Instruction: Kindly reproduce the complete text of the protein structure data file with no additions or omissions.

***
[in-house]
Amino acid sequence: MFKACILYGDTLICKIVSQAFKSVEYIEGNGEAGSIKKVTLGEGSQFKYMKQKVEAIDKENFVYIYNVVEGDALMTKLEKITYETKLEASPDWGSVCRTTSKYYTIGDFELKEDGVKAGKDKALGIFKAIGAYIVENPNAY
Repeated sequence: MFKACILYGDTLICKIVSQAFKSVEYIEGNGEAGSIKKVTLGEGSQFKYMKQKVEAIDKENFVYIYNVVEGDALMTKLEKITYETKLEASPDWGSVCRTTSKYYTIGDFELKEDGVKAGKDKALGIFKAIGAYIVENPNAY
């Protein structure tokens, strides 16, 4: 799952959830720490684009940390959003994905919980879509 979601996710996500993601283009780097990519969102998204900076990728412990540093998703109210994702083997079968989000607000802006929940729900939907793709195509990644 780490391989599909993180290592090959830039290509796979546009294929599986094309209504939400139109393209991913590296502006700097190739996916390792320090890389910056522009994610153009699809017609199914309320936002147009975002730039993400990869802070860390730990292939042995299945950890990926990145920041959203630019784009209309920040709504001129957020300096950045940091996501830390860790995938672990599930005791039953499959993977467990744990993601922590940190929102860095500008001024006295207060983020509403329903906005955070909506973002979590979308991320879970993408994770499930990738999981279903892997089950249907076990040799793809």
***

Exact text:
[in-house]
Amino acid sequence: MFKACILYGDTLICKIVSQAFKSVEYIEGNGEAGSIKKVTLGEGSQFKYMKQKVEAIDKENFVYIYNVVEGDALMTKLEKITYETKLEASPDWGSVCRTTSKYYTIGDFELKEDGVKAGKDKALGIFKAIGAYIVENPNAY
Repeated sequence: MFKACILYGDTLICKIVSQAFKSVEYIEGNGEAGSIKKVTLGEGSQFKYMKQKVEAIDKENFVYIYNVVEGDALMTKLEKITYETKLEASPDWGSVCRTTSKYYTIGDFELKEDGVKAGKDKALGIFKAIGAYIVENPNAY
């Protein structure tokens, strides 16, 4: 799952959830720490684009940390959003994905919980879509 979601996710996500993601283009780097990519969102998204900076990728412990540093998703109210994702083997079968989000607000802006929940729900939907793709195509990644 780490391989599909993180290592090959830039290509796979546009294929599986094309209504939400139109393209991913590296502006700097190739996916390792320090890389910056522009994610153009699809017609199914309320936002147009975002730039993400990869802070860390730990292939042995299945950890990926990145920041959203630019784009209309920040709504001129957020300096950045940091996501830390860790995938672990599930005791039953499959993977467990744990993601922590940190929102860095500008001024006295207060983020509403329903906005955070909506973002979590979308991320879970993408994770499930990738999981279903892997089950249907076990040799793809």